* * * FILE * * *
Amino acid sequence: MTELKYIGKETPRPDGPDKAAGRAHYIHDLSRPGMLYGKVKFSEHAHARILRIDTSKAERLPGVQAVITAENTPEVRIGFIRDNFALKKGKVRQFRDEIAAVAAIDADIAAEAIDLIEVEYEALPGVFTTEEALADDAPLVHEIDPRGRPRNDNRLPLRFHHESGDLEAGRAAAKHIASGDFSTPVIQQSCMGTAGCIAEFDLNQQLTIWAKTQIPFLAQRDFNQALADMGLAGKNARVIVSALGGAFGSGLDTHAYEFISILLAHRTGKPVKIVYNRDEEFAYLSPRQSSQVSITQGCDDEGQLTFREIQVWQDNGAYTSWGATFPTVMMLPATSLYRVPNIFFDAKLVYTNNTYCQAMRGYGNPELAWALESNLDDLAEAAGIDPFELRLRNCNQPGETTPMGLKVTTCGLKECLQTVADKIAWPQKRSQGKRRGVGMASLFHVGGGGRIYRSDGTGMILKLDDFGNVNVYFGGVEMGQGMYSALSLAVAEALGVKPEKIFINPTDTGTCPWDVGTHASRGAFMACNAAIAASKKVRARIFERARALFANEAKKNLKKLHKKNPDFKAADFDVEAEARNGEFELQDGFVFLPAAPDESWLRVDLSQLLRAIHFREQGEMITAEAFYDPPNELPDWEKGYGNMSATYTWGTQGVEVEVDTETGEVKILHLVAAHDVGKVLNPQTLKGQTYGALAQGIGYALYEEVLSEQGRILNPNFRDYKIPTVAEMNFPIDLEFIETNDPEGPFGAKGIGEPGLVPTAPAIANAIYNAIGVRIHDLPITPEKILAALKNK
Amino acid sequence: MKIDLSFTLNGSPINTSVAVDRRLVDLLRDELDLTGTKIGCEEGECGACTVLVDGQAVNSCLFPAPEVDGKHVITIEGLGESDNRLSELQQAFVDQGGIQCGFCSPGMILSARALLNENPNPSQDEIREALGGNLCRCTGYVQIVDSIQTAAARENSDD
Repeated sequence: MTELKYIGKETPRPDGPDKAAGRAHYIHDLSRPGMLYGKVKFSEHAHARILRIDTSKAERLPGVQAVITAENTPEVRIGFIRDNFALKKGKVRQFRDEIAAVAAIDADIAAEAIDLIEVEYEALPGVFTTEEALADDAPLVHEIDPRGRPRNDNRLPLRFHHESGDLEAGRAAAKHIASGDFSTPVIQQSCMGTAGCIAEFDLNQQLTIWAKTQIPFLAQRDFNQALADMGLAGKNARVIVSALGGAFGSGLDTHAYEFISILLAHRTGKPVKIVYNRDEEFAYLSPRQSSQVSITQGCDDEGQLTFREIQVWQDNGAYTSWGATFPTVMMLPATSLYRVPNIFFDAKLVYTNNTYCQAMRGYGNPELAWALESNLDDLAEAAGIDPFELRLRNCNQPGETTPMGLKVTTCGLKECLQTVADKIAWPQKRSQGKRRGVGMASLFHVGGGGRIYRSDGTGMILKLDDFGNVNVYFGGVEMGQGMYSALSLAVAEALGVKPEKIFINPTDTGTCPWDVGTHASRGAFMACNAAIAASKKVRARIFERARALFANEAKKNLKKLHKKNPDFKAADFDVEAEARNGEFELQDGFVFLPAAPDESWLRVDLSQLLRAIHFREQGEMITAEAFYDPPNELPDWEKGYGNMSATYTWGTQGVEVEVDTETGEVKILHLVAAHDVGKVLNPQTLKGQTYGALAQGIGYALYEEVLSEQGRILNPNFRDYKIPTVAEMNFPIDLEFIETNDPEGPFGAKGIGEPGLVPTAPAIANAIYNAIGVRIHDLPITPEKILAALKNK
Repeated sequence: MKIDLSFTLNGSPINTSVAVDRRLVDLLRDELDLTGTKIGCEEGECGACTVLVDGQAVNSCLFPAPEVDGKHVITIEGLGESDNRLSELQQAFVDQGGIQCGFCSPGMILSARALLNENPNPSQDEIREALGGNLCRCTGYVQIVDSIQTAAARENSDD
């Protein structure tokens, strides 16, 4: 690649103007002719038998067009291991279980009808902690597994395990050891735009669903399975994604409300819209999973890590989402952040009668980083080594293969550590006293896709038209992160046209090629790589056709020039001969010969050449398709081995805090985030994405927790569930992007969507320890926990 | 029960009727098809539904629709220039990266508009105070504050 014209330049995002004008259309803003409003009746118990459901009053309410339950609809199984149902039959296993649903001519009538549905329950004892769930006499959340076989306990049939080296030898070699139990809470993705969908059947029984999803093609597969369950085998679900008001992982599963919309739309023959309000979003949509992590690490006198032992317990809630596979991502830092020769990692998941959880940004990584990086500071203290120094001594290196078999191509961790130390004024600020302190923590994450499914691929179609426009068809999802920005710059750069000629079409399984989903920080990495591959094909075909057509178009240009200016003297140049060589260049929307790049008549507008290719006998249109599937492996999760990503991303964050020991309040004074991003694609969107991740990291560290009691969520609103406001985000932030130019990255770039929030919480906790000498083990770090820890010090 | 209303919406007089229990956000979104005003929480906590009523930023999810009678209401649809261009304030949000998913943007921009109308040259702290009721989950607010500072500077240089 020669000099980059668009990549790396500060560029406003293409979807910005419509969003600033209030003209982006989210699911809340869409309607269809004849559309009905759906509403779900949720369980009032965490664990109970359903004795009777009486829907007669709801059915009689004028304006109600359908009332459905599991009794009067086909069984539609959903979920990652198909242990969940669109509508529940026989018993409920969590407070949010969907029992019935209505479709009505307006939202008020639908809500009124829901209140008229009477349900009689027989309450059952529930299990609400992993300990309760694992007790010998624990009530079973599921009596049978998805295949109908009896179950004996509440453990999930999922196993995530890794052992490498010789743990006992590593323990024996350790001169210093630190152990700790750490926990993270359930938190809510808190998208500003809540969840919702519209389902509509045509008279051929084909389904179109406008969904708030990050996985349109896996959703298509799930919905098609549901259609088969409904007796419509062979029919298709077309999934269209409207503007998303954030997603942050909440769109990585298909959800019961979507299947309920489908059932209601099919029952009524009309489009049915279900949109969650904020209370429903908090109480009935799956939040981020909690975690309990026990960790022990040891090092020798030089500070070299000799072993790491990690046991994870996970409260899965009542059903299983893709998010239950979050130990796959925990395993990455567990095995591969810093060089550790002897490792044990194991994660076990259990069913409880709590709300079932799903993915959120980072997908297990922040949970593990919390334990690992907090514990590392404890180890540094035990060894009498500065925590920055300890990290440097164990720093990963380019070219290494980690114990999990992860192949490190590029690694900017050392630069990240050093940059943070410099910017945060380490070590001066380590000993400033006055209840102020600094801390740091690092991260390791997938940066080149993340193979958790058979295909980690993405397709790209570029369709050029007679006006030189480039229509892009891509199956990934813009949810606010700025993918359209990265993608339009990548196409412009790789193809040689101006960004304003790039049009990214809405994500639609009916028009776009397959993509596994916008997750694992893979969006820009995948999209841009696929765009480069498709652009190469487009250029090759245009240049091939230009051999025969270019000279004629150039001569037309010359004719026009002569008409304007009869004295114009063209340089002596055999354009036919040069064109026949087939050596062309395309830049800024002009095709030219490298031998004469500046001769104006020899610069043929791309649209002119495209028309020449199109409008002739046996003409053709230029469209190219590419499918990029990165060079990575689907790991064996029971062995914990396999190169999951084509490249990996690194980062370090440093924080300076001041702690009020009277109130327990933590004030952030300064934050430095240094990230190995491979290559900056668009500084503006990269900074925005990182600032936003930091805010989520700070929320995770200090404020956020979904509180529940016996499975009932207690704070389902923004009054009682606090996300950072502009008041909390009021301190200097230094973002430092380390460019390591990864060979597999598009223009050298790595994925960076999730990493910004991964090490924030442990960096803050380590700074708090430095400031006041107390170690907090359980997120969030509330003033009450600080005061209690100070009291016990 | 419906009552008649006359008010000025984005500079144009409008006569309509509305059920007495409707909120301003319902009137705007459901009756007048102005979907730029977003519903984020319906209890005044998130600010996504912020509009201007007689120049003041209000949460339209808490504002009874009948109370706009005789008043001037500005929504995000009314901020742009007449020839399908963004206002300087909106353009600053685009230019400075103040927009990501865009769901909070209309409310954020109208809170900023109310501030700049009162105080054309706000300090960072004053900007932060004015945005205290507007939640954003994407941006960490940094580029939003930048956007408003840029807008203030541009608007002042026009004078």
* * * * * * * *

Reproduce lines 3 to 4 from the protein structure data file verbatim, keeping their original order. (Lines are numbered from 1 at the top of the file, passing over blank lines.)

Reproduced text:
Repeated sequence: MTELKYIGKETPRPDGPDKAAGRAHYIHDLSRPGMLYGKVKFSEHAHARILRIDTSKAERLPGVQAVITAENTPEVRIGFIRDNFALKKGKVRQFRDEIAAVAAIDADIAAEAIDLIEVEYEALPGVFTTEEALADDAPLVHEIDPRGRPRNDNRLPLRFHHESGDLEAGRAAAKHIASGDFSTPVIQQSCMGTAGCIAEFDLNQQLTIWAKTQIPFLAQRDFNQALADMGLAGKNARVIVSALGGAFGSGLDTHAYEFISILLAHRTGKPVKIVYNRDEEFAYLSPRQSSQVSITQGCDDEGQLTFREIQVWQDNGAYTSWGATFPTVMMLPATSLYRVPNIFFDAKLVYTNNTYCQAMRGYGNPELAWALESNLDDLAEAAGIDPFELRLRNCNQPGETTPMGLKVTTCGLKECLQTVADKIAWPQKRSQGKRRGVGMASLFHVGGGGRIYRSDGTGMILKLDDFGNVNVYFGGVEMGQGMYSALSLAVAEALGVKPEKIFINPTDTGTCPWDVGTHASRGAFMACNAAIAASKKVRARIFERARALFANEAKKNLKKLHKKNPDFKAADFDVEAEARNGEFELQDGFVFLPAAPDESWLRVDLSQLLRAIHFREQGEMITAEAFYDPPNELPDWEKGYGNMSATYTWGTQGVEVEVDTETGEVKILHLVAAHDVGKVLNPQTLKGQTYGALAQGIGYALYEEVLSEQGRILNPNFRDYKIPTVAEMNFPIDLEFIETNDPEGPFGAKGIGEPGLVPTAPAIANAIYNAIGVRIHDLPITPEKILAALKNK
Repeated sequence: MKIDLSFTLNGSPINTSVAVDRRLVDLLRDELDLTGTKIGCEEGECGACTVLVDGQAVNSCLFPAPEVDGKHVITIEGLGESDNRLSELQQAFVDQGGIQCGFCSPGMILSARALLNENPNPSQDEIREALGGNLCRCTGYVQIVDSIQTAAARENSDD